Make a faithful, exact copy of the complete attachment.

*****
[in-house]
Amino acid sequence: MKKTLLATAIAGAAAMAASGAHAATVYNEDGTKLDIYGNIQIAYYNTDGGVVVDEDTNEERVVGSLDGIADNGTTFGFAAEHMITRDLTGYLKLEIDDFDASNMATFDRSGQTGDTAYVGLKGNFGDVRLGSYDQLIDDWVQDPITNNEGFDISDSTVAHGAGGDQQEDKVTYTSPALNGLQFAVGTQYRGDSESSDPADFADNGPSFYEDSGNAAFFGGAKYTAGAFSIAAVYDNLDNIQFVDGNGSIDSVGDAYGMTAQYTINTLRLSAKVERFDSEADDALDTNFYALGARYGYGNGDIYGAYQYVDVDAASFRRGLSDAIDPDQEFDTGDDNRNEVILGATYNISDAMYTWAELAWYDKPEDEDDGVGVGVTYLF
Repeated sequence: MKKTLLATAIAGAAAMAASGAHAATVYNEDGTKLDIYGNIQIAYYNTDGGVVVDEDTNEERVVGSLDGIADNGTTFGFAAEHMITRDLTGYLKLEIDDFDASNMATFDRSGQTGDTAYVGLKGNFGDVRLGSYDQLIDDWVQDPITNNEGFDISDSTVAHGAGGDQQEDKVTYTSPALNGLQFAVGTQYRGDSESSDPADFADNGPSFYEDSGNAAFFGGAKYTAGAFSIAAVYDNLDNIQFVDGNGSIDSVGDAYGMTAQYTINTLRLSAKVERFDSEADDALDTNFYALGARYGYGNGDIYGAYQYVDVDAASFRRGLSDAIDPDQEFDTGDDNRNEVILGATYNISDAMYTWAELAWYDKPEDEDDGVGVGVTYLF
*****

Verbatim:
[in-house]
Amino acid sequence: MKKTLLATAIAGAAAMAASGAHAATVYNEDGTKLDIYGNIQIAYYNTDGGVVVDEDTNEERVVGSLDGIADNGTTFGFAAEHMITRDLTGYLKLEIDDFDASNMATFDRSGQTGDTAYVGLKGNFGDVRLGSYDQLIDDWVQDPITNNEGFDISDSTVAHGAGGDQQEDKVTYTSPALNGLQFAVGTQYRGDSESSDPADFADNGPSFYEDSGNAAFFGGAKYTAGAFSIAAVYDNLDNIQFVDGNGSIDSVGDAYGMTAQYTINTLRLSAKVERFDSEADDALDTNFYALGARYGYGNGDIYGAYQYVDVDAASFRRGLSDAIDPDQEFDTGDDNRNEVILGATYNISDAMYTWAELAWYDKPEDEDDGVGVGVTYLF
Repeated sequence: MKKTLLATAIAGAAAMAASGAHAATVYNEDGTKLDIYGNIQIAYYNTDGGVVVDEDTNEERVVGSLDGIADNGTTFGFAAEHMITRDLTGYLKLEIDDFDASNMATFDRSGQTGDTAYVGLKGNFGDVRLGSYDQLIDDWVQDPITNNEGFDISDSTVAHGAGGDQQEDKVTYTSPALNGLQFAVGTQYRGDSESSDPADFADNGPSFYEDSGNAAFFGGAKYTAGAFSIAAVYDNLDNIQFVDGNGSIDSVGDAYGMTAQYTINTLRLSAKVERFDSEADDALDTNFYALGARYGYGNGDIYGAYQYVDVDAASFRRGLSDAIDPDQEFDTGDDNRNEVILGATYNISDAMYTWAELAWYDKPEDEDDGVGVGVTYLF